I think the people implying that if you push hard enough they WILL comply is one of the hardest things. Several people have already started saying "ooooh you don't want to be a soft touch" but I see it as battle picking. I must say I was so glad nursery picked up on it and wanted to speak about it, although it rather makes things feel more "real" it is a relief I'm not seeing things or potentially just arsing up parenting.

Ineedmorepatience Mon 17-Mar-14 15:05:51

Hi amy , I have a Dd with Asd and control is a big issue for us, actually it used to be a big issue but as she has got older we have learned to work with it/round it.

One of the first things I learned was not to ever ask a question that could be answered with "No"!
Saying no is a normal 3 yr old thing and is an imortant part of development but when it starts to take over your life it becomes a problem.

Dd3 is great at following rules, mainly ones she has made up herself but it is not massively difficult to be able to introduce our own rules. When we build new rules and routines into her life, the first week or so can be really hard but once the rule is set in stone it is there.

We try to let her have as much control over small things as we can so that we can hold on to some control over the bigger things.

It sounds like your Dd's nursery are working hard and that is great news.

Keep coming on here for great support smile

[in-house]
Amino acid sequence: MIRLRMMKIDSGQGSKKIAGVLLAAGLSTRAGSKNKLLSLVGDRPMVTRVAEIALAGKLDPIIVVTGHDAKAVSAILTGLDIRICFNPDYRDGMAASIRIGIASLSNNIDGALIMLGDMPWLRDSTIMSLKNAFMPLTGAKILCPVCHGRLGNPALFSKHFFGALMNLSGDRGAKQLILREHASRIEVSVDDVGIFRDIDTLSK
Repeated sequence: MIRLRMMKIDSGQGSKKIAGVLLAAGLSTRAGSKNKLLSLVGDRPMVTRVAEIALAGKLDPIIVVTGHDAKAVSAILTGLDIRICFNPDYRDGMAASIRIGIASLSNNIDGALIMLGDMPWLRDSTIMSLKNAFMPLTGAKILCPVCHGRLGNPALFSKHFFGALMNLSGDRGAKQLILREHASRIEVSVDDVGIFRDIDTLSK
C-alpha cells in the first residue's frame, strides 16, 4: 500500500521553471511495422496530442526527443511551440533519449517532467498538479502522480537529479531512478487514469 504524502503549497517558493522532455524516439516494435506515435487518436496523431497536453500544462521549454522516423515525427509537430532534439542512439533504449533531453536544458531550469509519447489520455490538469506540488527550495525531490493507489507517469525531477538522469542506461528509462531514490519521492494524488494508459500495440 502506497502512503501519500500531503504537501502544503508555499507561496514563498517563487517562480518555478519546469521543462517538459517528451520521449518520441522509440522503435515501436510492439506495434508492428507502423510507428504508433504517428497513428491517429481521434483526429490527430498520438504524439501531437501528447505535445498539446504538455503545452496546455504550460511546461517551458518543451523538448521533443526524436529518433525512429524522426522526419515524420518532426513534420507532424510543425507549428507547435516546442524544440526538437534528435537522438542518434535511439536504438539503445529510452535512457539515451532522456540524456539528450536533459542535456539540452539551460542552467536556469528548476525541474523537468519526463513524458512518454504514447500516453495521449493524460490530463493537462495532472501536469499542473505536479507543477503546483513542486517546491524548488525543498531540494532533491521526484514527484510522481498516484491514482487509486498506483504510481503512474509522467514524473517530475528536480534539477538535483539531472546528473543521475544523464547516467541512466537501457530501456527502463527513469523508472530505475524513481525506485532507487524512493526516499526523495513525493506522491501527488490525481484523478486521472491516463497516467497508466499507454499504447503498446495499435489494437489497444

amymouse Mon 17-Mar-14 20:49:59

Thanks Ineed, the "no" thing really rings bells. Speech was delayed and for a long time all we ever got was "no no nonononono" to everything, which was funny and cute with a slightly younger child but now is becoming a bit more obvious it is something more. She has always refused to say "yes" until this week, so it is a huge breakthrough especially for reasoning with her. From her tone of voice and expression it sounds like she is copying it from a program (her speech is very monotone and she still uses large amounts of echolalia especially if anxious etc) but nonetheless it is an affirmative!

The rules things make sense too; at the moment whilst it is all still quite new it seems like she often latches onto things and 'makes' them into rules which aren't obvious unless you deviate from them unwittingly if that makes sense. I am hoping that time will separate things more obviously and just want to grab this moment when in a rare moment everyone seems to be agreeing about where we are with DD. We are lucky in that she is already part of a multidisciplinary team but they rarely ever agree!

Ineedmorepatience Mon 17-Mar-14 21:08:31

Unwittingly deviating from rules makes perfect sense to me grin

One of the things we have never managed to work out is how things become a routine/rule when we have only done the thing onceconfused

You are doing a great job, you are very tuned into your Dd, keep going. some things get easier, others get harder.

Good luck smile

MariaNotChristmas Tue 18-Mar-14 00:04:08

how can things become a routine/rule when we've only done them once
This. Sends me round the bend.
Particularly as all the dc generate (mutually incompatible) random rules. Plus DH. Of course, my own are the just the best, obvious way to do stuff grin

Wouldn't mind, but only two household members have any official diagnoses...